The railway intends to achieve this by increasing the share of renewable energy in its energy mix. The transporter has already made significant progress towards this target, by installing rooftop solar panels in all railway establishments. It has installed over 100 MW of solar panels (rooftop and vacant lands) and is planning to set up 20 GW of solar capacity by 2030.
In February 2023, railways launched Bina Solar Power Project, a first-of-its-kind solar plant that produces and provides solar electricity directly at 25 kV OverHead Electrical Equipment to haul trains. The project, established in collaboration with the state-owned Bharat Heavy Electricals Ltd (BHEL), directly powers the railway overhead lines, from which locomotives draw traction power.
Additionally, Indian Railways is investing in wind energy and has set up wind turbines near railway tracks. By transitioning to renewable energy sources, Indian Railways can significantly reduce its dependence on fossil fuels and decrease its carbon footprint. Till October 2022, about 103 MW of Wind power plants have been commissioned.
Electrification of railway tracks
Indian Railways plans to do 100% broad gauge electrification by December 2023. A total of 42,354 Route Kilometre has been electrified as of January 2021, making this Indian Railways world’s largest electrified railway network.
By electrifying railway tracks, Indian Railways can reduce its reliance on diesel engines, which emit significant amounts of greenhouse gases. This transition will also make trains more efficient and cost-effective in the long run.
Another major step taken by the Indian railway is the construction of dedicated freight corridors (DFCs). Dedicated Freight Corridor is aimed at energy efficiency and environment-friendly transportation and it is expected that the DFC implementation will lead to a saving of 1.5 crore tons of CO2 each year.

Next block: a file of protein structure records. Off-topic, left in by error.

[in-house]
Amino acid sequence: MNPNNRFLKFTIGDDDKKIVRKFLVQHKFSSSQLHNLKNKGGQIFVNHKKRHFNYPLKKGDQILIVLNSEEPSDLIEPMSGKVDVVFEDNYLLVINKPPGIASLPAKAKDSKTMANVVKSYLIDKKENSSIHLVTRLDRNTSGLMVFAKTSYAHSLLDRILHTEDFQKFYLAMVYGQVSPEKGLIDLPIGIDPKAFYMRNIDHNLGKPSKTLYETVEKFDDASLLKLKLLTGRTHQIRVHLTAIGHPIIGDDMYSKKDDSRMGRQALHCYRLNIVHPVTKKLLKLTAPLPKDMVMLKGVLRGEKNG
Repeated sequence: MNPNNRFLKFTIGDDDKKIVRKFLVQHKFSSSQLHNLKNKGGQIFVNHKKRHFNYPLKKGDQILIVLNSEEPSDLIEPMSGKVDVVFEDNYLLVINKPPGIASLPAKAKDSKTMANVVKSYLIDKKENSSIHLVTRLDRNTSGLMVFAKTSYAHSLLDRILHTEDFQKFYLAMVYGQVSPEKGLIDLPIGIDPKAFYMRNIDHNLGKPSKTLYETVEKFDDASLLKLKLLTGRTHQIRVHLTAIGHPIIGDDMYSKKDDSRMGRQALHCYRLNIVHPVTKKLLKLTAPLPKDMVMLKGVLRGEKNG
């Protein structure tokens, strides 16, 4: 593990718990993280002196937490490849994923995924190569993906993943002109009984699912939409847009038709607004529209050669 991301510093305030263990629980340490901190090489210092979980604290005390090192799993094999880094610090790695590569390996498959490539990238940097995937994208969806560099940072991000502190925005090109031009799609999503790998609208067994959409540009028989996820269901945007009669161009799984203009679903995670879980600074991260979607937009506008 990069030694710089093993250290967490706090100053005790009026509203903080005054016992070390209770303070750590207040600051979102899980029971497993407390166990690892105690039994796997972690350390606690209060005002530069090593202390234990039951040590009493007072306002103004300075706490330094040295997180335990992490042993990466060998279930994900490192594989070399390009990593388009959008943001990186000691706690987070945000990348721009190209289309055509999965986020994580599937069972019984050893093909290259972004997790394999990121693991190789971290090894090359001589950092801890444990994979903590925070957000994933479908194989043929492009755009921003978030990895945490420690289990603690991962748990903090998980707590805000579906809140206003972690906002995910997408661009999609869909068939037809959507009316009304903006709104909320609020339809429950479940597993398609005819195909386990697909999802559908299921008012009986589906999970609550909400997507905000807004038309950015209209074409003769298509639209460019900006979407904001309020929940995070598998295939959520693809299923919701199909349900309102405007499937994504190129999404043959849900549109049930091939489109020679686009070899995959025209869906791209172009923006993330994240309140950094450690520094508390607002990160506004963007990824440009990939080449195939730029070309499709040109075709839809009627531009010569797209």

Dedicated freight corridors will help in the faster movement of cargo, lower costs, and higher capacity as the track will allow for double-stack containers.
Another major step taken by the railways is the afforestation of vacant railway land which will act as a carbon sink. This involves planting trees and promoting green cover in and around railway stations.
Promoting sustainable practices
With the introduction of the Indian government’s flagship project, ‘Swachh Bharat’, the cleanliness of trains & railway stations has gained increased focus. Separate waste bins have been provided on railway platforms for dry and wet waste for waste segregation at the source. Emphasis is made on mechanized cleaning at stations & train coaches.
The passenger coaches are fitted with environment-friendly bio-toilets which have been developed by Indian Railways along with Defence Research & Development Organization (DRDO). This prevents the direct discharge of human waste from trains.